Units of Measure
Megalitres per day (MLD) is a common term used to discuss water flow rates. A megalitre is equivalent to a million litres or, for a visual representation, the amount of water contained in an Olympic-sized swimming pool. Therefore, 400 MLD means that 400 million litres of water are released daily, passing by any point on the river within a 24-hour period. While this may seem like a lot, it is the minimum flow required by law.
– Summer releases typically range from 4,000 to 6,000 MLD.
– When Lake Eildon is full, releases can reach 8,000 to 12,000 MLD.
– The largest releases observed were around 40,000 MLD.
*Note: A megalitre is equivalent to 220,000 gallons or 1,000 kilolitres.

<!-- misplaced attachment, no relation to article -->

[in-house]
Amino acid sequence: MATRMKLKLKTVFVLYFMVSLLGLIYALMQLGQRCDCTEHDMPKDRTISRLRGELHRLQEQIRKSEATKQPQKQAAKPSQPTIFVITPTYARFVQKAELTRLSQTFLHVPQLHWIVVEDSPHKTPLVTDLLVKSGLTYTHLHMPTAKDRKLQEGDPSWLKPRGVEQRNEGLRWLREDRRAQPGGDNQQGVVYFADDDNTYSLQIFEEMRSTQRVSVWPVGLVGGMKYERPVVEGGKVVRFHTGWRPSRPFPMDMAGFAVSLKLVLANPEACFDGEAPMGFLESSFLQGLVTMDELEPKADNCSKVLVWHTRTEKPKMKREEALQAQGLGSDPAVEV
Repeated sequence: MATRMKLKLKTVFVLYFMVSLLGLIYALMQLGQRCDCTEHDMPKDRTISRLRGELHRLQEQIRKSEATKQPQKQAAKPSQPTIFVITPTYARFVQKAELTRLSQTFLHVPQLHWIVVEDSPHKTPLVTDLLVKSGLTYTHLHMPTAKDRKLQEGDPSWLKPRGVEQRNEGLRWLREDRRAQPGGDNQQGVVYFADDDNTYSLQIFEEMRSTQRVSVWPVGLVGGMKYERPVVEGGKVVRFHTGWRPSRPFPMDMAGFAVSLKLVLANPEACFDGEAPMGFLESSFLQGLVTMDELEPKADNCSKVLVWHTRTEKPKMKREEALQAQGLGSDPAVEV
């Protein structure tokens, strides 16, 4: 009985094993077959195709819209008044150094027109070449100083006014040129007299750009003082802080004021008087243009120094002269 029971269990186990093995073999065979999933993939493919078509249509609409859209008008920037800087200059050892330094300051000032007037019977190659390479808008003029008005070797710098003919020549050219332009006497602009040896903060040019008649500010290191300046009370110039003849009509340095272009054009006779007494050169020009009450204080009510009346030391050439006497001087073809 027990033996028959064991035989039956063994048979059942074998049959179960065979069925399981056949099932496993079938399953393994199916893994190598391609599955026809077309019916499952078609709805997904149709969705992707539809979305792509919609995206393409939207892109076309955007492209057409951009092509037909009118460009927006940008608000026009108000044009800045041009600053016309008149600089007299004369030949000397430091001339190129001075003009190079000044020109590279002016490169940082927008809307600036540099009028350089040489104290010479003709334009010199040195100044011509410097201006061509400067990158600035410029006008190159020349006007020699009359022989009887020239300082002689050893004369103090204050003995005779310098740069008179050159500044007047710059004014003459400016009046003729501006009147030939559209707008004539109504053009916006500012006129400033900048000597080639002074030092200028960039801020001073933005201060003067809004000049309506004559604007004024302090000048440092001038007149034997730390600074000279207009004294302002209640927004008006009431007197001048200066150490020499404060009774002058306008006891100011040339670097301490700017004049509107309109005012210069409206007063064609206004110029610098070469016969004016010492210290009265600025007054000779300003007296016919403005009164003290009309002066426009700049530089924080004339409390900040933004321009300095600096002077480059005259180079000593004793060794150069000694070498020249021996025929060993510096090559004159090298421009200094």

The irrigation season runs from August 15 to May 15 each year. During this time, farmers can purchase water for irrigation purposes based on their license and the annual allocation determined by regulators (GMW). The flow rate varies depending on factors such as weather forecasts and rainfall predictions, which influence farmers’ water usage.
In addition to irrigation, power generation plays a significant role in determining water releases from Lake Eildon. Power companies have their own water entitlements and may require more water than what is requested by farmers. The relationship between power generation, irrigation supply, and water releases is complex and interconnected.
While water levels impact the fishing quality for those unfamiliar with the river, factors such as water temperature and dissolved oxygen levels are more significant indicators of likely fishing conditions.
However, understanding the effects of water levels on fishing is still important:
1. Low levels (May-October): Flows of 1,000 MLD or less (usually 400-500 MLD) allow for easy wading access and less water between fish. Preferred by most anglers, but fish can be shy.